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1A stiff, sticky fine-grained earth, typically yellow, red, or bluish-gray in color and often forming an impermeable layer in the soil. It can be molded when wet, and is dried and baked to make bricks, pottery, and ceramics.
earth, terracotta, gault, catlinite, pipeclay, pipestone, argil, china clay, kaolin, adobe, ball clay, bole, pugslip, barbotinefireclayView synonyms
- ‘One slope of the mound had clay loam soil and another had sandy loam.’
- ‘He sat in a rocking chair after dinner and smoked a long clay pipe.’
- ‘I strongly suggested that the students carve only, fighting the temptation to model the soft clay with their fingers.’
- ‘But the fine, white clay called kaolin was essential.’
- ‘He informs me that the ground below Dublin consists predominantly of boulder clay.’
- ‘The crafts will include stick making, painting, clay modelling, paper mache, collage and many more.’
- ‘The later Babylonians adopted the same style of cuneiform writing on clay tablets.’
- ‘Treat dirt or red clay on children's baseball uniforms in the same manner.’
- ‘Not only is it waterproof, but it will also dry like baked polymer clays.’
- ‘They then cut around the fish template with plastic knives, carefully removing all the excess clay.’
- ‘Both were making clay pots, and everything seemed to be going along well.’
- ‘The soil is a silty clay loam and located in the Finger Lakes.’
- ‘If you're pregnant or nursing, consult your doctor before using bentonite clay.’
- ‘Children are like wet clay - they take the shape they are moulded into.’
- ‘I've used polymer clay with children from second grade through sixth.’
- ‘Material culture included leather moccasins, pottery vessels with incised decoration, and clay figurines.’
- ‘In 1851, British archaeologists discovered hundreds of clay tablets while digging in ancient Babylon.’
- ‘Higher rates must be used in heavy clay soils than in light sandy soils.’
- ‘Actually red clay was used to build it.’
- ‘You can apply a layer of bentonite clay to seal the soil or lay a synthetic liner.’
- 1.1technical Sediment with particles smaller than silt, typically less than 0.00016 inch (0.004 mm)
- 1.2 A hardened clay surface for a tennis court.
- ‘He also became the first player since 1979 to win three titles in a row on three different surfaces - grass, clay and hardcourt.’
- ‘Crucially, they are potent on every surface including the indoor clay chosen for this week's final in Paris.’
- ‘‘I am very, very surprised to be in the quarter-final because normally clay is my favourite surface,’ he said.’
- ‘Of the surfaces on which tennis is played - clay, hard court, carpet, synthetic - grass suits above all the serve-and-volley game.’
- ‘Then again, clay is not his surface and the battalions of Argentine baseline craftsmen are always out to get him here.’
- ‘The fact that clay is the perfect surface on which to learn the game and yet British players are, for the most part, terrified of it, still astounds and perplexes Jones.’
- ‘Clay is her worst surface and she is still learning the business of running and winning on a court that turns the legs to jelly and the lungs to cement.’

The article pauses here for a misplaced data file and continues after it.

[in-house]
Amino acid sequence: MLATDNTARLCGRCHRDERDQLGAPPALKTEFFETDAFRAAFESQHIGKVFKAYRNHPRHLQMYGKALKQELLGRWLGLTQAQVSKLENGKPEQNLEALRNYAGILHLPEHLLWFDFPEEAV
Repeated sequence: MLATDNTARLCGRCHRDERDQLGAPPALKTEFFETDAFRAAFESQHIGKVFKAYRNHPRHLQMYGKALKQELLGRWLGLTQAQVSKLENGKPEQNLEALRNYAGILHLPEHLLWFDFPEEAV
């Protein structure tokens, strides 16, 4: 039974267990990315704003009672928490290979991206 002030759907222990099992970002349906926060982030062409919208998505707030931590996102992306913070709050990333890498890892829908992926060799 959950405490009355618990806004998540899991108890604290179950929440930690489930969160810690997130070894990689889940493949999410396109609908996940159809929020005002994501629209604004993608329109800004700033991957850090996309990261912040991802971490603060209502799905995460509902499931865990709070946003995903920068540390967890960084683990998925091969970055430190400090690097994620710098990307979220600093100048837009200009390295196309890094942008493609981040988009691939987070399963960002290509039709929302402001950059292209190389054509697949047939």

- ‘I mean, the future of tennis lies in clay, and in creating new personalities, so I am not bothered if I am seen in some quarters as being a bit of a loner or a maverick.’
- ‘Fortunately the competition will be played on a hard court surface and not clay which many of our players are not familiar with.’
- 1.3literary The substance of the human body.‘this lifeless clay’
- ‘All things simply revert to their former state, the body of clay unto dust, and the spirit of life unto the One who loaned it for a season.’
- ‘Some artists, notably Rembrandt, used the genre as a vehicle for ironic commentary on the discrepancies between the ideals of classical art and the faulty human clay of which we are made.’
- ‘Of course, he does this not through imagery alone but through turning the paint itself into a kind of turbulent human clay.’
- ‘It was the rest of him that was made of fallible human clay.’
feet of clay
- see foot
A fundamental flaw or weakness in a person otherwise revered.
- ‘For, most of us like our heroes with feet of clay.’
- ‘Political leaders have feet of clay and wallets wide.’
- ‘Good or evil, it was an empire with feet of clay that shattered noisily with the Berlin Wall in 1989.’
- ‘When you know people's feet of clay before they become idols it is difficult to reimagine them.’
- ‘It was Solidarity's strength that showed - to those willing to see - that the Soviet colossus had feet of clay.’
- ‘Then I met him and I thought he was very much a man with feet of clay, which is very sad.’
- ‘Samson was the Book of Judge's star performer and he had considerable feet of clay in keeping with this historical low point.’
- ‘Our generation at least had had political heros who motivated us even though they were finally shown to have feet of clay.’
- ‘But I think - I saw it described once as realising your parents have feet of clay and then as you get older realising that you do as well.’
- ‘That much is true but ultimately I think we read Durcan not because he is ‘a God’ but because, like the rest of us, he has feet of clay.’
Old English clǣg; related to Dutch klei, also to cleave and climb.
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